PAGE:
We hiked and kayaked in both the Queen Charlotte Sound and Abel Tasman National Park though weren't dazzled by either. We enjoyed our full-day walk on the Franz Josef glacier which we enjoyed, but of course, thought like many things, was overly expensive. Our full day outdoor climbing experience with Wanaka Rock in Wanaka satisfied us for about half of what it would have cost in Queenstown. We opted for a Milford Sound excursion, though some recommended the more expensive Doubtful Sound trip. We found the bus ride from Te Anau to Milford Sound more interesting that the boat ride on the Sound, which was primarily wowing the tourists by nosing the boat up towards the spray of the waterfalls.
    We dropped down to the southern end of the island, the Catlins, and didn't see what the fuss was about.  Things picked-up for us at Dunedin, where we enjoyed the ambiance of the city, the Otago Museum, and our half day outing with Elm Wildlife Tours. As often was the case in New Zealand, we thought the Taieri Gorge historical rail line ride was over rated and didn't think the Otaga Rail Trail was quite worth the rough riding in deep gravel.
    We did enjoy being inland at 2 different times: first at Wanaka and Queenstown and the second time around Alexandra and Twizel. Stunning weather made our day hike in Mt Cook National Park an event to remember and we'd highly recommend it if it looks like the weather will be cooperating.

Wellington (southern tip of the North Island)
    If you are traveling to Wellington on a weekend and are willing to give up your motel kitchenette, the business class hotels run some good deals to make up for the loss of their regular trade. Even arriving Friday afternoon, we had a choice of 3 central 3-star hotels in the $115-120NZ price range for a double. That included tax, a nice breakfast buffet with something for everyone, and a morning newspaper. That was quite a bit more than we'd paid elsewhere on the North Island but undercut the close-in motels in the city. You can check the hotel prices and specials at www.wellingtonnz.com or have the Wellington i-Site check them for you. We did try to have the i-Site at Levin, about 100km north of Wellington, line a room up for us but they didn't know how to access these specials.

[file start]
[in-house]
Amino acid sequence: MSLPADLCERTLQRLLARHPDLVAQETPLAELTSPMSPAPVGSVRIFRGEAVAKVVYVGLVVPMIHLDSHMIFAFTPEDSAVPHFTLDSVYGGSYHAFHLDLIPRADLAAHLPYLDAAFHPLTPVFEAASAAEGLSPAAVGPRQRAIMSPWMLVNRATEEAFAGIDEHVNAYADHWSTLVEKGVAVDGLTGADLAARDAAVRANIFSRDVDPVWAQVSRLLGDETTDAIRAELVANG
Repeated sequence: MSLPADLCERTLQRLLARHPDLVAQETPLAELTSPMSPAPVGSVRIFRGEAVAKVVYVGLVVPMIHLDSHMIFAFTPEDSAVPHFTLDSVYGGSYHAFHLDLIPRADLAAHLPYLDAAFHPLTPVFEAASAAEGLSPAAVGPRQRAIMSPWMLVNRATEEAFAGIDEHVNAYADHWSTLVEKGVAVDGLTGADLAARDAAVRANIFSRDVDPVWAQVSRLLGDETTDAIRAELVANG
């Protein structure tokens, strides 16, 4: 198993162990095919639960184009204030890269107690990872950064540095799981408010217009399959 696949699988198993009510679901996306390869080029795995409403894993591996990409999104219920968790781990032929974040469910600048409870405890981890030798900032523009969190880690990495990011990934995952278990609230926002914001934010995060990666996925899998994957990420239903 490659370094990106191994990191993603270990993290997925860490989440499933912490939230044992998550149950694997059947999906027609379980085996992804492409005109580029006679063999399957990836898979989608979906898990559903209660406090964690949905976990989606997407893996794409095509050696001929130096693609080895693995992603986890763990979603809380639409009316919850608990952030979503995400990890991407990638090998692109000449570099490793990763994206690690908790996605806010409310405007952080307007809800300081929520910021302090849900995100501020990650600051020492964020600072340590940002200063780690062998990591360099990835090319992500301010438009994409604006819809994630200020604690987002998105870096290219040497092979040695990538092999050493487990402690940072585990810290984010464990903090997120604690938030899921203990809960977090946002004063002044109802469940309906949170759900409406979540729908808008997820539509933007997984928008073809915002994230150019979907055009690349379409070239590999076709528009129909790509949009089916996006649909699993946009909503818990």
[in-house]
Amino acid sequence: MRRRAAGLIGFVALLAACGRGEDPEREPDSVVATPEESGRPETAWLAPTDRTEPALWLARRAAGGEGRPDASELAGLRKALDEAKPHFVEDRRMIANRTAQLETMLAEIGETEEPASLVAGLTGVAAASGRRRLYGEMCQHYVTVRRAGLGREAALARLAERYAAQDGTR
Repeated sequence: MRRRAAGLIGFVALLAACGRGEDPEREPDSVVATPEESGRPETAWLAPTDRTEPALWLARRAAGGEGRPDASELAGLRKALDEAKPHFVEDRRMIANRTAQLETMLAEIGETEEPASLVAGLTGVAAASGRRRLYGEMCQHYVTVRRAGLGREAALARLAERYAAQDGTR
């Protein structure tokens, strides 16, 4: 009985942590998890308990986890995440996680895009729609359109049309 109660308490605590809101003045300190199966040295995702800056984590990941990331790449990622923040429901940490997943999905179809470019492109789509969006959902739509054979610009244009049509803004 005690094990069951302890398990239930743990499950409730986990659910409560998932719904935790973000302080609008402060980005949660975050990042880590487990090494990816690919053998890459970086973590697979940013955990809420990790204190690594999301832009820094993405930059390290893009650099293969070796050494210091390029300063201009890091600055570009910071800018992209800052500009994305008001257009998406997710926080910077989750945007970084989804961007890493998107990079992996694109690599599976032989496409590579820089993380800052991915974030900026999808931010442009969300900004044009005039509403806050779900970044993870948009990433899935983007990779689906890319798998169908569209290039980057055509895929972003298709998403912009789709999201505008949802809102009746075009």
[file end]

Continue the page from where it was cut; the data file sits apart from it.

Rotorua (middle of North Island)
    All of the activities are expensive and most overpriced. We did the Kiwi Encounter which at $26.50NZ seemed like a rip-off, but the 45 minute tour was informative and we enjoyed the chance to see the kiwis up close--both in an egg, as a hatchling, and as adults. You can take a shuttle bus out there and back but study the limited schedule carefully.
    We paid the $121NZ each for the Mt Tarawera Volcano 4WD outing to walk down into the crater and were satisfied. Again, it was about a 45 minute experience in the crater for the price and the 4 hours round trip required, but the guide was very informative. Do wear boots if you have them, borrow a free walking stick regardless of what the guide says unless you are experienced in scrambling downhill in scree, and wear a brimmed hat that won't blow off.
    We thought the Buried Village was a rip-off.
    The town museum is overpriced for what you see but does bring you up to speed on the local information.
    The Regent Motel is a great value at $69NZ for 2. Small and a bit cramped, it looked like a real bargain as we headed south. The free wifi was a real bonus to, as internet connection in NZ often runs $5-6NZ/hr of more. The beds are good and there is plenty of hot water but everything else is a little spare. The kitchen pots are small for much cooking and our room was small, but we'd happily stay there again.

Tongariro Crossing (Lake Taupo area of the North Island) based on our December 3, 2006 experience
    Yes, the 10-11 mile hike in the saddles between a couple of quiet volcanoes is worth doing but once is enough.
Which Direction